Odd functional programming question

Ok this is probably not really functional programming but I was just
noodling about with Ruby when I thought “it would be quite nice if I
could do X”. In this case X is as follows:

def X(text, action)
x.action
end

X(“abcedf”, size)
=> 6

X(“abcdef”, upcase)
=> “ABCDEF”

X(“abcdef”, gsub(/[aeiouy]/, ‘_’))
=> “_bcd_f”

Quite clearly this does not actually work, otherwise I wouldn’t be
asking. But is there some way in Ruby to do something like this?

Typical I solved inspiration struck after I hit send:

def X(text, todo, *args)
text.send(todo, *args)
end

puts X(“abcdefgh”, ‘downcase’)
puts X(“abcdefgh”, ‘gsub’, /[aeiouy]/, “_”)

If only I had waited a few moments more :frowning:

Any other ideas gratefully received.

On Mon, Sep 06, 2010 at 10:50:35PM +0900, Peter H. wrote:

Any other ideas gratefully received.

That’s The Right Way To Do It. For methods which take a block you’ll
need to
pass that through, and it’s slightly more efficient to use symbols
instead
of strings (if you pass a string to send, it will have to convert it to
a
symbol for you).

def X(text, todo, *args, &blk)
text.send(todo, *args, &blk)
end

puts X(“abcdefgh”, :downcase)
puts X(“abcdefgh”, :each_byte) { |i| puts i }

On Mon, Sep 6, 2010 at 4:11 PM, Brian C. [email protected]
wrote:

On Mon, Sep 06, 2010 at 10:50:35PM +0900, Peter H. wrote:

Any other ideas gratefully received.

That’s The Right Way To Do It. For methods which take a block you’ll need to
pass that through, and it’s slightly more efficient to use symbols instead
of strings (if you pass a string to send, it will have to convert it to a
symbol for you).

def X(text, todo, *args, &blk)
text.send(todo, *args, &blk)
end

puts X(“abcdefgh”, :downcase)
puts X(“abcdefgh”, :each_byte) { |i| puts i }

Actually I’d say this definition of X is completely superfluous
since it does not add anything to #send and so only helps obfuscate
code and slows down execution.

Kind regards

robert

On Mon, Sep 6, 2010 at 10:11 PM, Brian C. [email protected]
wrote:

def X(text, todo, *args, &blk)

vs

puts X(“abcdefgh”, :each_byte) { |i| puts i }

some weird edges of ruby :slight_smile:

On 6 September 2010 15:52, Robert K. [email protected]
wrote:

Actually I’d say this definition of X is completely superfluous
since it does not add anything to #send and so only helps obfuscate
code and slows down execution.

It was just a dummy method to get a feel how the code would be used.
What I am using it for is a method to compare two pieces of data with
a variety of optional preprocessing. This way I can put the
preprocessing (of which there could be several variants) in an array,
as [ :gsub, /[aeiouy/, ‘_’ ] etc, and iterate over the data and the
preprocessors and get the fitness scores out of the X method.

I will mean that I have one X method rather than X1, X2 … Xn which
are all just minor variations on X.

On Mon, Sep 6, 2010 at 5:07 PM, Peter H.
[email protected] wrote:

On 6 September 2010 15:52, Robert K. [email protected] wrote:

Actually I’d say this definition of X is completely superfluous
since it does not add anything to #send and so only helps obfuscate
code and slows down execution.

It was just a dummy method to get a feel how the code would be used.
What I am using it for is a method to compare two pieces of data with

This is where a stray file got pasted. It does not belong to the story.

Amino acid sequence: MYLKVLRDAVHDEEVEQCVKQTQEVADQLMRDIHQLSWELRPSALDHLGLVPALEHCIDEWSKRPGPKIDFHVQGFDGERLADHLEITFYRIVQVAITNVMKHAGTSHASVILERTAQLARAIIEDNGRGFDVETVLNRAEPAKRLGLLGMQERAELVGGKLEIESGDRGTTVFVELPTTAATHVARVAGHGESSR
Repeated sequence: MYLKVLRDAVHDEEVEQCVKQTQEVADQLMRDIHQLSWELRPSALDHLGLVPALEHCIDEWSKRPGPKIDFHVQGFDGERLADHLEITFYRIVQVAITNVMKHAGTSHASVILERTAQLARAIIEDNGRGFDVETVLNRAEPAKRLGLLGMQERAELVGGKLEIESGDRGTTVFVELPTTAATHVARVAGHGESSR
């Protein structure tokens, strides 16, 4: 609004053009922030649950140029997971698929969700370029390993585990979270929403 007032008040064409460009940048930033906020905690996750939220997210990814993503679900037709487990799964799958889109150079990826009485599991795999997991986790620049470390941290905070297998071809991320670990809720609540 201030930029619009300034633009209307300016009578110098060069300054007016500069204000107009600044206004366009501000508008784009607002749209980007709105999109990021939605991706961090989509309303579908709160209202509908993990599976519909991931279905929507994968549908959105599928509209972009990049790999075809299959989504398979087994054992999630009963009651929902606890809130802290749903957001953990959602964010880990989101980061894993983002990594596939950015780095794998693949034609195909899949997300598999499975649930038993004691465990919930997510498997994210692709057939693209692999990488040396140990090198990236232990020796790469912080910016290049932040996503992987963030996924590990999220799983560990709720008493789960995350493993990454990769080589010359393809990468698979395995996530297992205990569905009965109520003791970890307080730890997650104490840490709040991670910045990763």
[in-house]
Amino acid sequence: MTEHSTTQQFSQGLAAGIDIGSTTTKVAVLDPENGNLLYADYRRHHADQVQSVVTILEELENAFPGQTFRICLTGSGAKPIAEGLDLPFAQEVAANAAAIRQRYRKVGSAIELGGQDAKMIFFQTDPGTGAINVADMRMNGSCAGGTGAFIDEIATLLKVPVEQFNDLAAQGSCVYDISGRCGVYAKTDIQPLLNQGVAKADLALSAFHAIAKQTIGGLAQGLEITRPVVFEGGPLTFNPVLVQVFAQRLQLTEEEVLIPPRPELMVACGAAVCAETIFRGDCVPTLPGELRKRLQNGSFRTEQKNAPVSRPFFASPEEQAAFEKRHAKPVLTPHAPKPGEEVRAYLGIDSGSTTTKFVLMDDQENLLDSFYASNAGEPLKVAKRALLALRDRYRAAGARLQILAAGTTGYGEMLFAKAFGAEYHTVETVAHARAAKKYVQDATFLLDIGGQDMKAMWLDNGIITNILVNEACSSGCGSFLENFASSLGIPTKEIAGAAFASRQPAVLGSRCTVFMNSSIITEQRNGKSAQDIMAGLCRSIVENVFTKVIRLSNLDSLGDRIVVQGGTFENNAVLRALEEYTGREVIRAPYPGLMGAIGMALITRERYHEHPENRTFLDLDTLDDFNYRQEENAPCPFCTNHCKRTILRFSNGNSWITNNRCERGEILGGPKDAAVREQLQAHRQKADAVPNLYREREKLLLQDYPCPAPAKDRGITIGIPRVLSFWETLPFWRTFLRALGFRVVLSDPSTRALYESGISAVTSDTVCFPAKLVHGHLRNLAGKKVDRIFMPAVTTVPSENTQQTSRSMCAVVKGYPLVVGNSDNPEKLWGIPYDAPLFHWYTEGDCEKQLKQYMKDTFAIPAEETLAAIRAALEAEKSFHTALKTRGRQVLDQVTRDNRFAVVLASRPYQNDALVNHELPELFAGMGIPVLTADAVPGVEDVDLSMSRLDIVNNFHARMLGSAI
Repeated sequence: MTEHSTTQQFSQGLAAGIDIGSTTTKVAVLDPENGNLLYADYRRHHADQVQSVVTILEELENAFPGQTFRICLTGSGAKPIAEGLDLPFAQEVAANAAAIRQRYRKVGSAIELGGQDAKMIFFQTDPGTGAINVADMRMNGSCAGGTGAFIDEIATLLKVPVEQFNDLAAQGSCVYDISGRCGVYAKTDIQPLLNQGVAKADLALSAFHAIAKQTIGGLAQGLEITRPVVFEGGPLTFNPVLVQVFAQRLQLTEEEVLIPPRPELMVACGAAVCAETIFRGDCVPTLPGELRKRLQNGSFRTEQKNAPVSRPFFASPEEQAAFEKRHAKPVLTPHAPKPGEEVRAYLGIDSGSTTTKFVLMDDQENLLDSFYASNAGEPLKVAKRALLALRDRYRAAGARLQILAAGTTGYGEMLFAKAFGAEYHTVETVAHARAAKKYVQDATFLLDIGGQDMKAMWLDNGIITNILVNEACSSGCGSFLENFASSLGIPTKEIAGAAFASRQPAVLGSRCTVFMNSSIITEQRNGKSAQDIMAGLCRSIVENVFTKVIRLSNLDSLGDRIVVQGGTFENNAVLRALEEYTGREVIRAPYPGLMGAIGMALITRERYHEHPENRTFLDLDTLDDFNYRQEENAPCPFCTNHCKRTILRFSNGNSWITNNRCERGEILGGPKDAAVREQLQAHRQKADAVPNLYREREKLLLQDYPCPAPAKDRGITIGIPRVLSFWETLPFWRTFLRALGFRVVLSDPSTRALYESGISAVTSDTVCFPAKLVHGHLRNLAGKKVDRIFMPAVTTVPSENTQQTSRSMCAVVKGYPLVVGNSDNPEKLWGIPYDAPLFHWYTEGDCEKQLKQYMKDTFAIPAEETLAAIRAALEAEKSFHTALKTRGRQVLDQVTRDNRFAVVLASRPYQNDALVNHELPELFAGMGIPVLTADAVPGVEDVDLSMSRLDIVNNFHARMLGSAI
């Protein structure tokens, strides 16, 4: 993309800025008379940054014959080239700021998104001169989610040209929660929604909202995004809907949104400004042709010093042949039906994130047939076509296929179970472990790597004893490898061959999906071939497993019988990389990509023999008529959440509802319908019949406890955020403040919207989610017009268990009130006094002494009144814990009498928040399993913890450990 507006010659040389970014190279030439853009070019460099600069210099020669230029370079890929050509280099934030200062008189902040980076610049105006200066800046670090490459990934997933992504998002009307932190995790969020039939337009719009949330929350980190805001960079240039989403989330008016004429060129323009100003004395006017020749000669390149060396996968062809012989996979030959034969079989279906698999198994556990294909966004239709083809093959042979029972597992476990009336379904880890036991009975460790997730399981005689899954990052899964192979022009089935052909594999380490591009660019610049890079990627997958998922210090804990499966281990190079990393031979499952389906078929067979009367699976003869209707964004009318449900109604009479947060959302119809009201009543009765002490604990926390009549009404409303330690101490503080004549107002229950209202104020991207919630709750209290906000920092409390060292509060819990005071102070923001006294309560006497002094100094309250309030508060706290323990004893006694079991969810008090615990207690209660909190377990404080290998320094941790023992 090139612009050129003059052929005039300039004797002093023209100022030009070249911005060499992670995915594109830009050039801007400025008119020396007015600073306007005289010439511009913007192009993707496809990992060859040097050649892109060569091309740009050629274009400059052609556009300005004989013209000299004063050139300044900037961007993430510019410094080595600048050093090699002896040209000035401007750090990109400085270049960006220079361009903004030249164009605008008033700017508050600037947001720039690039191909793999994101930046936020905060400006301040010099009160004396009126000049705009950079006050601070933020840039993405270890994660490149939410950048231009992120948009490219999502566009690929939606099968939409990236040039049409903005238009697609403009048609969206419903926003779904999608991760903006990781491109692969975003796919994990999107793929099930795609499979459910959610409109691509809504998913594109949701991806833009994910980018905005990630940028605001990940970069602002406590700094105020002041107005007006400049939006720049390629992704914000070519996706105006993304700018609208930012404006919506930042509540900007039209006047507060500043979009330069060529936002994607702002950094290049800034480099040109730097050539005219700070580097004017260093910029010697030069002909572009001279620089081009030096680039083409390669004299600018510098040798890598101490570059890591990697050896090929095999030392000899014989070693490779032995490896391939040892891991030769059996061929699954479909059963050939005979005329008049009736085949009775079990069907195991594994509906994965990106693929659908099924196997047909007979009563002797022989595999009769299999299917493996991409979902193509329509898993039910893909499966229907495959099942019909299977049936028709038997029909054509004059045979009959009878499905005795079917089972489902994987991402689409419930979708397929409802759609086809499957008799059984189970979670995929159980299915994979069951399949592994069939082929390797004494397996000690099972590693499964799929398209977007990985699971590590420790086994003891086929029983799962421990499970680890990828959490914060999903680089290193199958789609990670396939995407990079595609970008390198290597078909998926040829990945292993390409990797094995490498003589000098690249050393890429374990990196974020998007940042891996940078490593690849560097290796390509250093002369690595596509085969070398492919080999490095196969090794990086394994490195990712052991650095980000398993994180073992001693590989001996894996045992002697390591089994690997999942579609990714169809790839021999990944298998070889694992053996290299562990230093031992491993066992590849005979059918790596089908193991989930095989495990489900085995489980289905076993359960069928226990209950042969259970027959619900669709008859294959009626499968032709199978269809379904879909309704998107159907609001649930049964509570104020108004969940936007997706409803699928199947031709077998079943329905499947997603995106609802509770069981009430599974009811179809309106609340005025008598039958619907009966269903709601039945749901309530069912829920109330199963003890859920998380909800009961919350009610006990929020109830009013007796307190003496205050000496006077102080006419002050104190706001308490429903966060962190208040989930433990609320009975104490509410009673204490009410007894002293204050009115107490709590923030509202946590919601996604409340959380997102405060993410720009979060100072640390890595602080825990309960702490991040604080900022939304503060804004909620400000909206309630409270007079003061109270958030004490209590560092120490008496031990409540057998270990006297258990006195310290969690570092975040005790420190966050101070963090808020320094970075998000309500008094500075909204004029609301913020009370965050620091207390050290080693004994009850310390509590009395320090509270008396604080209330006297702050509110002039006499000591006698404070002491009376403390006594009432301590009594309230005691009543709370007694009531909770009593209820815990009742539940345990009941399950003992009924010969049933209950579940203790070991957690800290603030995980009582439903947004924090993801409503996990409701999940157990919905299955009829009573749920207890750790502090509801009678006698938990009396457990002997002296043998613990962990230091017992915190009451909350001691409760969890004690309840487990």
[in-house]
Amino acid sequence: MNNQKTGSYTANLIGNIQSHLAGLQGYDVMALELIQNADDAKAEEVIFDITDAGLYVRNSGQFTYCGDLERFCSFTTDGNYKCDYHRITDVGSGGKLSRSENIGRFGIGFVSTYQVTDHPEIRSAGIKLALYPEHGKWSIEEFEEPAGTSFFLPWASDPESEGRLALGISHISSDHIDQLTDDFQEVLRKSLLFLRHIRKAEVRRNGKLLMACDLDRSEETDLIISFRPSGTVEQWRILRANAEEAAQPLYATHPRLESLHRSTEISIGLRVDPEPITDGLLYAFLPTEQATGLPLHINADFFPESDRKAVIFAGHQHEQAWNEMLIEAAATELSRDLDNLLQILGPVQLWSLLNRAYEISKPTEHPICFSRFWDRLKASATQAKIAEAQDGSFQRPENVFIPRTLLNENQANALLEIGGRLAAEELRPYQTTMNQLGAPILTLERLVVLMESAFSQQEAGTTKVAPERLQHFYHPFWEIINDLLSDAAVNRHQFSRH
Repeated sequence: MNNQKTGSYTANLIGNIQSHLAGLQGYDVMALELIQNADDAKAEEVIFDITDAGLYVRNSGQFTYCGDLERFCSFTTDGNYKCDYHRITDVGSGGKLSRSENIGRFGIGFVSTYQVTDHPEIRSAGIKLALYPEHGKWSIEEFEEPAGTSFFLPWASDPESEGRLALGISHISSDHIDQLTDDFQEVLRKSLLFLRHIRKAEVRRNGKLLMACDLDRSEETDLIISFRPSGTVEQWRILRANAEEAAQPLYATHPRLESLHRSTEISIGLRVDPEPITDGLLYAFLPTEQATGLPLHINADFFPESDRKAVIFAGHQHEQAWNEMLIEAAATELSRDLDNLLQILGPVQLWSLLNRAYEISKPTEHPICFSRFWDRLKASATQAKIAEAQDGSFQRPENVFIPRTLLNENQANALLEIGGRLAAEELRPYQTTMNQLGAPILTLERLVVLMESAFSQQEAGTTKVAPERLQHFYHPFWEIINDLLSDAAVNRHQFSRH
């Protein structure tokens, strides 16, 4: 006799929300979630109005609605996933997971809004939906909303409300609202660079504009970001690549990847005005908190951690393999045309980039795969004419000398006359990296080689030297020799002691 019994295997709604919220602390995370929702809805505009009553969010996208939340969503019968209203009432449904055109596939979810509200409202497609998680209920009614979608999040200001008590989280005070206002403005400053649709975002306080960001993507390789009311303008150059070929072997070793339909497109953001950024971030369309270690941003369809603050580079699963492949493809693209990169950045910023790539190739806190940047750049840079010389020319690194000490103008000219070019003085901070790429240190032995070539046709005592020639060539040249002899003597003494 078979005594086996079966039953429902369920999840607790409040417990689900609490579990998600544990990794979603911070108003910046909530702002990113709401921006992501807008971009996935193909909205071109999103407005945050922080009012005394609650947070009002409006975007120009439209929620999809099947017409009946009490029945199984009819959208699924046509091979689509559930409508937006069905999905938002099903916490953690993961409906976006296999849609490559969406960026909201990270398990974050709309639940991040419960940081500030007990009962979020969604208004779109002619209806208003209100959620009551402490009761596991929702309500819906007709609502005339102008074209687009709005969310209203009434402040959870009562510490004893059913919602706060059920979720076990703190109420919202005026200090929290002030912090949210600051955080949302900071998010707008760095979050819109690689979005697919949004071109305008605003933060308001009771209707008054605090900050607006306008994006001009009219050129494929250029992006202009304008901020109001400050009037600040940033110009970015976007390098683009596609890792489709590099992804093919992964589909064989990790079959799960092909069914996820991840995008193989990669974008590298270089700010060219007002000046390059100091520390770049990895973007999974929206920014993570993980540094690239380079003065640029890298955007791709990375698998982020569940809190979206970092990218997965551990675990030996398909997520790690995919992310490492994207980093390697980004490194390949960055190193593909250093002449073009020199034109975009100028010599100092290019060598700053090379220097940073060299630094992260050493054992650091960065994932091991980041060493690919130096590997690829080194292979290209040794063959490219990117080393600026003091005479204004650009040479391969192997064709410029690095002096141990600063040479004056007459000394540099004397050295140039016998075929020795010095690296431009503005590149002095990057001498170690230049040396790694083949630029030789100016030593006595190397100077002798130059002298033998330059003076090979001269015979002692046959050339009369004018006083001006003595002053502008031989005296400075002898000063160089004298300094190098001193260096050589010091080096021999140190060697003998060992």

a variety of optional preprocessing. This way I can put the
preprocessing (of which there could be several variants) in an array,
as [ :gsub, /[aeiouy/, ‘_’ ] etc, and iterate over the data and the
preprocessors and get the fitness scores out of the X method.

I will mean that I have one X method rather than X1, X2 … Xn which
are all just minor variations on X.

Where do you take the sequence of operations from? Maybe it’s simpler
(but certainly more efficient) to just load a Ruby file and execute
the code fetched from there. Or use evil #eval to compile the code
for later execution. You could then store it in a lambda and execute
it from there.

Kind regards

robert

On 09/06/2010 06:40 AM, Peter H. wrote:

Ok this is probably not really functional programming but I was just
noodling about with Ruby when I thought “it would be quite nice if I
could do X”. In this case X is as follows:

def X(text, action)
x.action
end

X(“abcedf”, size)
=> 6

X(“abcdef”, upcase)
=> “ABCDEF”

X(“abcdef”, gsub(/[aeiouy]/, ‘_’))
=> “_bcd_f”

Quite clearly this does not actually work, otherwise I wouldn’t be
asking. But is there some way in Ruby to do something like this?

Looks like a case for #instance_exec.

def foo(x, &action)
x.instance_exec(&action)
end

p foo(“abcedf”) {size}
p foo(“abcdef”) {upcase}
p foo(“abcdef”) {gsub(/[aeiouy]/, ‘_’)}

unlike #send, you can have more complex code than one single

method call

p foo(“abcdef”) {self+reverse}

also #instance_exec lets you pass thru args, which gives you

some flexibility in how you factor actions

def bar(x, *args, &action)
x.instance_exec(*args, &action)
end

p bar(“abcdef”, /[aeiouy]/, ‘_’) {|pat, str| gsub(pat, str)}

On 6 September 2010 18:58, Joel VanderWerf [email protected]
wrote:

Looks like a case for #instance_exec.

Oh yes, that looks very interesting

Thanks a lot

On 6 September 2010 16:22, Robert K. [email protected]
wrote:

Where do you take the sequence of operations from? Maybe it’s simpler
(but certainly more efficient) to just load a Ruby file and execute
the code fetched from there. Or use evil #eval to compile the code
for later execution. You could then store it in a lambda and execute
it from there.

At the moment this is the exploration of an idea and I want to stop
the code becoming cluttered up with minor code variants. When I find
out what works then I will look into the performance of the code. But
at this point ease of exploration is the key.

Thanks for your help.

This forum is not affiliated to the Ruby language, Ruby on Rails framework, nor any Ruby applications discussed here.

| Privacy Policy | Terms of Service | Remote Ruby Jobs